Although much progress has been made in the past decade to determine the WRC and HCF of soil samples, a major research challenge remains how to adequately characterize the hydraulic properties of the vadose zone at very large spatial scales. Mohanty (2013) reviewed the potential of remote sensing for characterizing large-scale vadose zone flow properties. While this indirect measurement method provides the initial breakthrough needed to estimate some of the most challenging properties of the soil needed for many hydrologic, land–atmosphere interaction, and environmental applications, much additional work is warranted to improve our understanding of the penetration depth, accuracy, and spatial and temporal resolution of remote sensing methods.

Globally, evaporation consumes about 25% of solar energy input and is a key hydrologic driver with 60% of terrestrial precipitation returning to the atmosphere via evapotranspiration. Quantifying evaporation is important for assessing changes in hydrologic reservoirs and surface energy balance, and for many industrial and engineering applications. Or et al. (2013) reviewed advances on resolving interactions between soil intrinsic properties and evaporation dynamics with emphasis on the roles of capillarity and wettability and how they affect liquid phase continuity and capillary driving forces that sustain early (Stage I) evaporation rates. The authors demonstrated that the soil water characteristics contain information for predicting the drying front depth and mass loss at the end of Stage I. This allows the use of soil textural maps to derive predictions for regional-scale evaporative water losses. Or et al. (2013) also discussed the formation of a secondary drying front at the onset of Stage II evaporation and subsequent diffusion-controlled dynamics.

Contamination of subsurface environments by chlorinated-solvent compounds remains a significant human-health issue in the United States and many other countries. Contaminant sources in the vadose zone pose specific potential risks through their impact on groundwater quality and vapor intrusion. Currently, these impacts constitute the primary risk drivers for decision making concerning remediation of contaminant sources in the vadose zone. Brusseau et al. (2013) discussed the performance of soil vapor extraction (SVE) to remedy contamination, and they summarized alternative actions such as flux control, air sparging and multiphase extraction, and the closing criteria used to determine when remediation efforts should end. Based on their experience at two sites overseen by the U.S. Department of Energy, the authors advocate an integrated approach to vadose zone sites contaminated by chlorinated solvents that incorporates analysis of SVE operations data, and that implements contaminant mass discharge tests and mathematical modeling.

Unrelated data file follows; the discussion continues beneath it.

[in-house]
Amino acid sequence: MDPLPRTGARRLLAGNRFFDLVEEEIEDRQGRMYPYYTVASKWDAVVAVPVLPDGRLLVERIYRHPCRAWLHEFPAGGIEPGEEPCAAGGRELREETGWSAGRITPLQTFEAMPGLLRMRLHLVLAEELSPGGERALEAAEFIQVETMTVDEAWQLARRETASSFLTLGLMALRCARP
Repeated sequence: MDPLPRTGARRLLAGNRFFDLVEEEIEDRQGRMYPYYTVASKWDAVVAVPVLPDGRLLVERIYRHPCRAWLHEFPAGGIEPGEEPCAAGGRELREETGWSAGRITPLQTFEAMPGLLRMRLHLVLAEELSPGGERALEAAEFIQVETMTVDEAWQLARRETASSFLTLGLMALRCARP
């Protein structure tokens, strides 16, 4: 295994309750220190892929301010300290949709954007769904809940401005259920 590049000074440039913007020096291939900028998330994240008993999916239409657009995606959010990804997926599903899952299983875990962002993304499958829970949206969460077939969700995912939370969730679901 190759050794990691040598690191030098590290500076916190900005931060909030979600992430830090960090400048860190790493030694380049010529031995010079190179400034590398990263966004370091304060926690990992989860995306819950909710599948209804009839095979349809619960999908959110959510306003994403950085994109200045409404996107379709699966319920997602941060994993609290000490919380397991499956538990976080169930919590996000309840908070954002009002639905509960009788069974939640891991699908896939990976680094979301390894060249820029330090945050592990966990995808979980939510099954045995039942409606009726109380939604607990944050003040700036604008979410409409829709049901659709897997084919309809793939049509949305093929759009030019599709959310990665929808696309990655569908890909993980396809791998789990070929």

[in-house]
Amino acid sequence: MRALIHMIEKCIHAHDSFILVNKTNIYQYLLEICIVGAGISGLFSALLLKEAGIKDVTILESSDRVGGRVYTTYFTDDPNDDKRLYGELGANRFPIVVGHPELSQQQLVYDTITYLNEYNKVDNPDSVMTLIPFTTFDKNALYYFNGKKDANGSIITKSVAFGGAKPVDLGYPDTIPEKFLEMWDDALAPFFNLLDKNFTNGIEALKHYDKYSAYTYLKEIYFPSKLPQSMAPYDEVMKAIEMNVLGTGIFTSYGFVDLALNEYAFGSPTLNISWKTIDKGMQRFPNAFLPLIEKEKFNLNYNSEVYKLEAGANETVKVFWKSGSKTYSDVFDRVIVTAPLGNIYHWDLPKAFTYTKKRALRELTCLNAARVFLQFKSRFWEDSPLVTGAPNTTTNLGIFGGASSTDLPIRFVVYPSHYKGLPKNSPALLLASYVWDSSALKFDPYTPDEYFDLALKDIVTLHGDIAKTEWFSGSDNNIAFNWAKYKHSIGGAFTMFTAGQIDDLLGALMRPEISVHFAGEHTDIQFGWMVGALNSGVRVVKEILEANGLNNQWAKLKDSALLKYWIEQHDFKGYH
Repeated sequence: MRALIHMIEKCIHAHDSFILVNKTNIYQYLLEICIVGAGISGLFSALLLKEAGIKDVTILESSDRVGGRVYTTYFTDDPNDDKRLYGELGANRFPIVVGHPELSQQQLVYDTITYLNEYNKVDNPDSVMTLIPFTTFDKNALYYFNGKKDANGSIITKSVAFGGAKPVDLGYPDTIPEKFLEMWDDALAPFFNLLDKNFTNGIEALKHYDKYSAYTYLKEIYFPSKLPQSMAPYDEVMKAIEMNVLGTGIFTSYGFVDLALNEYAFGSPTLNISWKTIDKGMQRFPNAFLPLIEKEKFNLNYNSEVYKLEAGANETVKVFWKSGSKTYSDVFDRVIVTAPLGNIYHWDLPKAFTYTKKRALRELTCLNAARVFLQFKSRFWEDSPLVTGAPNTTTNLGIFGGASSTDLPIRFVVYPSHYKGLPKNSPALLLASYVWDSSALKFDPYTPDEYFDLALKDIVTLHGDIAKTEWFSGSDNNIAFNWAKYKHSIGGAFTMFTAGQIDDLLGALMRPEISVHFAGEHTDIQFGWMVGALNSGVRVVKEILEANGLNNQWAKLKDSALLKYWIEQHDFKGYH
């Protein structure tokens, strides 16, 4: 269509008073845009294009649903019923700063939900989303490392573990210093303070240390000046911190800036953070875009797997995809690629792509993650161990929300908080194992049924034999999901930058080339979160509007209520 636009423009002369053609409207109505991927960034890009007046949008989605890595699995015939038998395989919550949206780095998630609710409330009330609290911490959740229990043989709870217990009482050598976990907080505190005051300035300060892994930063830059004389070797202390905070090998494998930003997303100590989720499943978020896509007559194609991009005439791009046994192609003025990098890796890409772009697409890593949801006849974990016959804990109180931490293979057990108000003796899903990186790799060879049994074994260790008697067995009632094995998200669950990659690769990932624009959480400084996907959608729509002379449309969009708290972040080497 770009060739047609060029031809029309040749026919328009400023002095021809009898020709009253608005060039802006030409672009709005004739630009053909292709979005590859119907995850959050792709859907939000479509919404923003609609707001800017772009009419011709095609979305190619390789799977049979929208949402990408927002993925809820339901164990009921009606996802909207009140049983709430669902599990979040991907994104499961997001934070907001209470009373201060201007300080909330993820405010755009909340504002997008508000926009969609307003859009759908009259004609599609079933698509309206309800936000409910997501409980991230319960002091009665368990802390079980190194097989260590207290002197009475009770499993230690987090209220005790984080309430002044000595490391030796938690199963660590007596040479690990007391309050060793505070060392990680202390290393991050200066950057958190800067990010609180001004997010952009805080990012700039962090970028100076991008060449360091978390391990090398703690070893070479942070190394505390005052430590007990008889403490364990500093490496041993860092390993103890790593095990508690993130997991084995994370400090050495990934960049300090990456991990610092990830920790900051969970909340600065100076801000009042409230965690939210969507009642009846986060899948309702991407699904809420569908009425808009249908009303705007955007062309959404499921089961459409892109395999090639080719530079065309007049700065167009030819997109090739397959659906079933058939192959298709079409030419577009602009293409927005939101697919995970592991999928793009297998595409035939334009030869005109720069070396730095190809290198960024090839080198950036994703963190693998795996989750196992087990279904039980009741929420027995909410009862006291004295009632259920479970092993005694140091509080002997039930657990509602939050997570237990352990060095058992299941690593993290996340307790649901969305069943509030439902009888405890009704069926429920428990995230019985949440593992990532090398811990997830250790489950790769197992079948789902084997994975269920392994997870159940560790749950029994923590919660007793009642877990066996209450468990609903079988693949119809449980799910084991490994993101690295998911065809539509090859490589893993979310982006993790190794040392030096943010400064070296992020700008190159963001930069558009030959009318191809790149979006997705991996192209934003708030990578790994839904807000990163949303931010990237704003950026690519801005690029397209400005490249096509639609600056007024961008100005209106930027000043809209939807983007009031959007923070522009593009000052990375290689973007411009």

Continued advances in direct and indirect measurement methods increase our ability to characterize the vadose zone at different spatial and temporal scales. The field of pedometrics, which has evolved significantly in the past decades, applies mathematical and statistical methods to study the distribution and genesis of soils. Minasny et al. (2013) highlighted some of the key common research areas for pedometrics in the vadose zone. In particular, they summarized elements of a Bayesian hierarchical modeling framework for dynamic spatiotemporal modeling.

In summary, these contributions highlight the diversity of topical scientific areas that have become the foundation of the Vadose Zone Journal. As Fig. 1 highlights, the scientific community continues to use the research contributions published in the journal. Looking forward, the Vadose Zone Journal will maintain its top scientific quality while striving to improve responsiveness to authors and readers of the journal. For example, Vadose Zone Journal will begin monthly publications in 2014. This will reduce turnaround time from publishing to indexing (e.g., Web of Knowledge), and it will lead to more rapid visibility of newly published manuscripts. We see improvements like this as illustrating Vadose Zone Journal’s commitment to the rapid dissemination of high-quality scientific contributions. We look forward to the next 10 years and beyond.

We are indebted to all the authors for their willingness to contribute to this anniversary issue and the reviewers for their time and effort in evaluating the different manuscripts.